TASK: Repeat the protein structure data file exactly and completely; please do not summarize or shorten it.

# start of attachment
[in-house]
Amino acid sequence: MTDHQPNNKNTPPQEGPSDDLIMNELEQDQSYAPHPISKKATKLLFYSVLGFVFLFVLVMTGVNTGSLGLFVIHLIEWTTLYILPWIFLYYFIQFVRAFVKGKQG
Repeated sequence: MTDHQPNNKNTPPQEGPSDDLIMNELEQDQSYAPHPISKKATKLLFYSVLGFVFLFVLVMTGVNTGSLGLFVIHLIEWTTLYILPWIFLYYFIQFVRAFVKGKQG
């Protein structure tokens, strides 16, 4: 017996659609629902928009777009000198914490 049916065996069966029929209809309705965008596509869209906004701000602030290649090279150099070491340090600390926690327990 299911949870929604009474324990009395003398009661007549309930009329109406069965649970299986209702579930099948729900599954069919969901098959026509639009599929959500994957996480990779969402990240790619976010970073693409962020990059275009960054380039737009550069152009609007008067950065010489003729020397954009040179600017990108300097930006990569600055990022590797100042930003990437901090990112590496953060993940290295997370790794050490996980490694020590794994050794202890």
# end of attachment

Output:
[in-house]
Amino acid sequence: MTDHQPNNKNTPPQEGPSDDLIMNELEQDQSYAPHPISKKATKLLFYSVLGFVFLFVLVMTGVNTGSLGLFVIHLIEWTTLYILPWIFLYYFIQFVRAFVKGKQG
Repeated sequence: MTDHQPNNKNTPPQEGPSDDLIMNELEQDQSYAPHPISKKATKLLFYSVLGFVFLFVLVMTGVNTGSLGLFVIHLIEWTTLYILPWIFLYYFIQFVRAFVKGKQG
């Protein structure tokens, strides 16, 4: 017996659609629902928009777009000198914490 049916065996069966029929209809309705965008596509869209906004701000602030290649090279150099070491340090600390926690327990 299911949870929604009474324990009395003398009661007549309930009329109406069965649970299986209702579930099948729900599954069919969901098959026509639009599929959500994957996480990779969402990240790619976010970073693409962020990059275009960054380039737009550069152009609007008067950065010489003729020397954009040179600017990108300097930006990569600055990022590797100042930003990437901090990112590496953060993940290295997370790794050490996980490694020590794994050794202890």